|World and U.S. Cotton Situation and Outlook|
|Marketing Years 2000/01, 2001/02 and 2002/03|
|1,000 480-Lb. Bales|
|2000/01||2001/02||2002/03||% Change||2000/01||2001/02||2002/03||% Change|
|2001/02 - 2002/03||2001/02 - 2002/03|
U.S. Cotton Outlook
The U.S. forecasts for 2002/2003 are unchanged.
This month’s 2001/02 U.S. projections include marginally higher imports.
World Cotton Outlook
The initial 2002/03 forecast has slightly higher beginning and ending stocks, while production, consumption and trade are unchanged
The world 2001/02 situation this month includes higher production and ending stocks and lower consumption, beginning stocks, and trade. Beginning stocks are lowered 321,000 bales. Production is increased by 209,000 bales, due mainly to increases of 100,000 bales in Australia and Pakistan and 68,000 bales in India, which were partially offset by several smaller decreases. Consumption is down 130,000 bales as increases in Russia (100,000) and Pakistan (50,000) are more than offset by decreases in Thailand, Indonesia, Japan, Mexico, Hong Kong, and other small decreases. As a result, ending stocks are decreased by 100,000 bales.
COTLOOK A INDEX: The A-Index, a principal measure of international cotton prices, is an average of the five lowest quotes of cotton for delivery to Northern European ports. In May, the index averaged 39.93 cents per pound, down 2.11 cents from the previous month. The Syrian quote was the lowest in the index during the four-week period, averaging 39.06 cents per pound. The Memphis quote averaged 42.32 cents per pound.
FUTURES PRICES: Nearby futures prices averaged 35.75 cents per pound in May, up only .43 cents from last month, but reversing last month's downward slide.
U.S. Cotton Highlights
COTTON CONSUMPTION: The seasonally adjusted daily rate of U.S. cotton consumption in April 2002 was 29,397 (480-lb.) bales, down from 29,878 in March. A total of 611,000 bales were consumed during the four weeks of April, compared with 786,296 during the five weeks of March. The seasonally adjusted annualized consumption rate for the month of April was 7.67 million bales, down from 7.8 million in March.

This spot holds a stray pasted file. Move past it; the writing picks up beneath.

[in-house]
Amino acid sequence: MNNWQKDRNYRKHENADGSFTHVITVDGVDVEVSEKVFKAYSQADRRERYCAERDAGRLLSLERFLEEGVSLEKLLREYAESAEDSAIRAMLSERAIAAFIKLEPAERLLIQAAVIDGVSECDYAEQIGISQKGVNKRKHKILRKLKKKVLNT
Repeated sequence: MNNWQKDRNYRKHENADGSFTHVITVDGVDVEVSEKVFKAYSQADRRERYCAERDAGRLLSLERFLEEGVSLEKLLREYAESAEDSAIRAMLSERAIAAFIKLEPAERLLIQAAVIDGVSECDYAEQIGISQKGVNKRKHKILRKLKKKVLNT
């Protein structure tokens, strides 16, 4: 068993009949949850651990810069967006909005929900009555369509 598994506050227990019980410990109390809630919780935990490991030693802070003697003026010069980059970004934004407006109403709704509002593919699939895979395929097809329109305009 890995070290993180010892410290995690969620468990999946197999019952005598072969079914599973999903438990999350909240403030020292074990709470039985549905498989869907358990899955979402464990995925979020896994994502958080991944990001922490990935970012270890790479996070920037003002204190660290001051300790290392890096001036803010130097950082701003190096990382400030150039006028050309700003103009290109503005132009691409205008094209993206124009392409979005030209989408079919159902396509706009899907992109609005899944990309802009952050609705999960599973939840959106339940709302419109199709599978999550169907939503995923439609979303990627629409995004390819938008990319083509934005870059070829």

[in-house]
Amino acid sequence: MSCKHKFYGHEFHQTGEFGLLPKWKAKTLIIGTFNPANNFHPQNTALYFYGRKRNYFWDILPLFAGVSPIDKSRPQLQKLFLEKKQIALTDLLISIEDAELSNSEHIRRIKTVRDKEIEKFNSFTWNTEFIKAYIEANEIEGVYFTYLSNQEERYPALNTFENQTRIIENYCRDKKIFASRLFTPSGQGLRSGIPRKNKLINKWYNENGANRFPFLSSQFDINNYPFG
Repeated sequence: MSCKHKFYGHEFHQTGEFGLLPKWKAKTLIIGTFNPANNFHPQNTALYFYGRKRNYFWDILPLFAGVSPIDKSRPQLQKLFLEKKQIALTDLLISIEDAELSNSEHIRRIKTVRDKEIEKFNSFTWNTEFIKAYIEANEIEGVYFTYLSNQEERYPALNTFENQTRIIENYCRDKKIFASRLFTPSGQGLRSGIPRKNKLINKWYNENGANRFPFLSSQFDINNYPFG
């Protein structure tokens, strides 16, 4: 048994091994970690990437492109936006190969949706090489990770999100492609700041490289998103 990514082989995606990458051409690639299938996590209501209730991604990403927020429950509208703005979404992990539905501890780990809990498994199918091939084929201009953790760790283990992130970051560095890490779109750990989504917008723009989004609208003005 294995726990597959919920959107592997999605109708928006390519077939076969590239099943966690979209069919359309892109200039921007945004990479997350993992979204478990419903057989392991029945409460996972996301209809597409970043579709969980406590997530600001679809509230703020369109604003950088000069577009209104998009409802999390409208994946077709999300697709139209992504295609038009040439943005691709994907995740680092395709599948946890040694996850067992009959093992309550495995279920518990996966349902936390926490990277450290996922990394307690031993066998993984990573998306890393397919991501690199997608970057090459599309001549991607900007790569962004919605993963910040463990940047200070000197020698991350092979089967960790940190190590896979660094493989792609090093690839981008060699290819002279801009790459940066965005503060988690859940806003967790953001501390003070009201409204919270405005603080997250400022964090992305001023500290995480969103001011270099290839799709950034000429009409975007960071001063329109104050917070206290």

TEXTILE MILL REPORT: Domestic mill buyers purchased a light volume of 2001-crop cotton for summer delivery. Demand was best for low white or light spotted cotton with 34 and shorter staple and high mike and high white grades with 34 and longer staple and higher strength. Interest in 2002-crop cotton was good. Export sales continued strong. Demand for ring-spun yarn was light to moderate, and demand for open-end yarn was moderate to good. Consumption of raw cotton was steady. Some mills operated at close to full production, a six to seven day workweek. Other mills continued operating on a five to six day workweek.
COTTON STOCKS: U.S. cotton stocks on hand in consuming establishments at the end of April were 375,554 bales (480-lb), up from 353,296 in March. Stocks held in public storage and compresses in April totaled 10.7 million bales, down from 12.2 million in March. Active spindles in April totaled 2.79 million, of which 1.6 million were dedicated to 100-percent cotton, compared with 3.59 million for the same time last year, with 2.0 million dedicated to 100-percent cotton. Cotton's share on the cotton spindle system in April was 80.7 percent.
U.S. COTTON EXPORTS in March 2002 totaled 1.03 million (480-lb) bales, down from 1.1 million bales in February 2002. According to the U.S. Bureau of the Census, Turkey and Mexico were the major destinations in March, accounting for 374,397 bales combined. Indonesia and Thailand were other important destinations in March.
U.S. COTTON IMPORTS in March 2002 totaled 8,979 (480-lb) bales, up from 5,621 bales in February. The majority of the imports, 8,931 bales, came from Egypt.
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